I don't put shots on leader if it's shallow water. You have to really be familiar with the pool you're fishing to know what's the ideal shotting pattern. but some pools, I put shots on my leader.


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#31 TI Redux

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Posted 04 December 2017 - 05:47 PM

1) How long do you guys usually stay at a each hole before you decide to go to the next? Sometimes i feel like i just stay too long at a hole and realize it is already close to home time...
2) As for shot patterns, I notice some people mention not to place any shots on the leader, and some people say it is okay, what are your thoughts?

Usually on popular tribs there's no changing.
All the proven runs are taken within the first couple hours.
But be patient and don't give her up.
Most times I find once the sun hits the pools in the fall things heat up quick.
I run 6lb main. No knots , basic tapered shot pattern is fine.
The goal is to run your bait ahead of your float.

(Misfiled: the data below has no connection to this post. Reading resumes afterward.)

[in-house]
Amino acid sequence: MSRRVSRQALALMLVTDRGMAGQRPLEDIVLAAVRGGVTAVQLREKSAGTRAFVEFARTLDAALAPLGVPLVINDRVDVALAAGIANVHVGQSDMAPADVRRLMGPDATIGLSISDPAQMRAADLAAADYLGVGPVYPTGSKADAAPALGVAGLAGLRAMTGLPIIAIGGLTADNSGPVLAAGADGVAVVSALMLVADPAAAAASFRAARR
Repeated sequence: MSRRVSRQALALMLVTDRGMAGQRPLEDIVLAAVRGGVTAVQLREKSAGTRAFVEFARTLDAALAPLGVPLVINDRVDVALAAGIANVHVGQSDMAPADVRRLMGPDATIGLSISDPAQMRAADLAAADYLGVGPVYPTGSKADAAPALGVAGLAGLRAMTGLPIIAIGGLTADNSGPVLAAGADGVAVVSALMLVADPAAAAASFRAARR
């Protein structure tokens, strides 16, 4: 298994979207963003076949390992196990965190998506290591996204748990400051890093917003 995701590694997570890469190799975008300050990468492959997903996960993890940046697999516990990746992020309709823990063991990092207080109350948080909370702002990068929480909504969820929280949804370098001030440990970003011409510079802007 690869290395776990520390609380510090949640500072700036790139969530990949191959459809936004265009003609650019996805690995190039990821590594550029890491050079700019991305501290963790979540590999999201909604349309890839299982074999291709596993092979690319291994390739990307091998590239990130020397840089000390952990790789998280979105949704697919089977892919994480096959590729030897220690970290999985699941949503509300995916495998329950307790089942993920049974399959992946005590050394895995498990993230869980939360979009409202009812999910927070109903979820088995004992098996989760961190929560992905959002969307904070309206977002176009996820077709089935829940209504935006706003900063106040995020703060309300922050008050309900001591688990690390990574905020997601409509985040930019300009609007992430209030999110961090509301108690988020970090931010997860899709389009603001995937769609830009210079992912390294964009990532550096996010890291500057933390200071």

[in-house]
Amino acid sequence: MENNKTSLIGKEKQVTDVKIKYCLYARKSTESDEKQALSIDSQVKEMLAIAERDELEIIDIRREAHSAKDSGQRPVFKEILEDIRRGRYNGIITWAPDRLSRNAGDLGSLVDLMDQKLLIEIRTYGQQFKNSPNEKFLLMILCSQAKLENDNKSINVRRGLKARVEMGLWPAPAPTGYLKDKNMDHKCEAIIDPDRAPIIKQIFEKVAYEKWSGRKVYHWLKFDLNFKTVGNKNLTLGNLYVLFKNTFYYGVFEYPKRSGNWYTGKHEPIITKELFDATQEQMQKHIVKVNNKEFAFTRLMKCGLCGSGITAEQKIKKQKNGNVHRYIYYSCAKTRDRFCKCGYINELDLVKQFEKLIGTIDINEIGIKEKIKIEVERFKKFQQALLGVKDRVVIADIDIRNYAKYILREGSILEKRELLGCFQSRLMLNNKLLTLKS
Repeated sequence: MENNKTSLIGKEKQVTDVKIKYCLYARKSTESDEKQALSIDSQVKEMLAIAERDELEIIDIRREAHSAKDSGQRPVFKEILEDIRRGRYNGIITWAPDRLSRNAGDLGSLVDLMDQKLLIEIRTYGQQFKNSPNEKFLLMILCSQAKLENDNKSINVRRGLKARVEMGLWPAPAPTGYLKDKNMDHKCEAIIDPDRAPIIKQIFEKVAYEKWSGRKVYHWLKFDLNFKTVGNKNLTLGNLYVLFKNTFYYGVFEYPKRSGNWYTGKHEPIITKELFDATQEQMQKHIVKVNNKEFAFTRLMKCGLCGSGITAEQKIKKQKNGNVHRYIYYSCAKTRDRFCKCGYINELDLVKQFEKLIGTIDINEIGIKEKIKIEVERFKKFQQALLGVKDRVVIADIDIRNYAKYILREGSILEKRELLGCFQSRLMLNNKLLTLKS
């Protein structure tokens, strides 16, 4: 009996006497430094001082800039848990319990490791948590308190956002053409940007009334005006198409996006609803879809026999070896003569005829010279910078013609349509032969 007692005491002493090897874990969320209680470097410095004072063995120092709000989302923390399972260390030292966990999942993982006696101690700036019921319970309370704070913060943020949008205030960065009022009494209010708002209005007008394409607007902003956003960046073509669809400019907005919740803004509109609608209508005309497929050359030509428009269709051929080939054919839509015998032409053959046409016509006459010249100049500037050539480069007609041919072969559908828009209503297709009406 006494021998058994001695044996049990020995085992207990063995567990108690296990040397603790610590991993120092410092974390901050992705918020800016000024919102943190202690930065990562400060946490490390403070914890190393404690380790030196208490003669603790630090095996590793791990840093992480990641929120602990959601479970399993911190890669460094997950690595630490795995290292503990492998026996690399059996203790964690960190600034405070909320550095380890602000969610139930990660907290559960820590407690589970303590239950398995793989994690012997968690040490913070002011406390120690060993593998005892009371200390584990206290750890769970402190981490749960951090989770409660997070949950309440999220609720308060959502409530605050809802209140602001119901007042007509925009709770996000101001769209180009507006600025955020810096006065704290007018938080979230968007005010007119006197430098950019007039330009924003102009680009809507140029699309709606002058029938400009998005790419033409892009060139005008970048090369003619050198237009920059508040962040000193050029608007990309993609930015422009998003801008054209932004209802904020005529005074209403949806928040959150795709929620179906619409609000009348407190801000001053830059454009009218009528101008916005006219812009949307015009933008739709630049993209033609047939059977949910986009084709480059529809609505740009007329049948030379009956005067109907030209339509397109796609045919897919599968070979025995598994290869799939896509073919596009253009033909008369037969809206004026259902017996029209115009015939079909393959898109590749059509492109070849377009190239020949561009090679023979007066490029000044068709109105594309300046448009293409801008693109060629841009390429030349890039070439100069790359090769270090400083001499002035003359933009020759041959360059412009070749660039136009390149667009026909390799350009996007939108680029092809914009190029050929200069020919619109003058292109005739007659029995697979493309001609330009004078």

Experiment running your float higher or lower.
That's the key.
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#32 Creghead

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Posted 07 December 2017 - 04:48 PM

Hi All, I want to get into centrepin fishing. I haven't gotten anything yet, but looking into rods, would I be able to switch from a spinning reel to a centrepin reel on a float/drift rod?
Specifically looking to pick up a 12'6" Fenwick HMX series float rod. The online description says it can use either type of reel. But I was looking for some advise from more experienced anglers. Thanks in advance.
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#33 staffman

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Posted 08 December 2017 - 10:12 AM

For me, I'd find the HMX reel seat position too far forward. If they still make them with sliding rings then buy it, otherwise buy a rod with sliding rings so you can decide where the best position of the reel should be for you.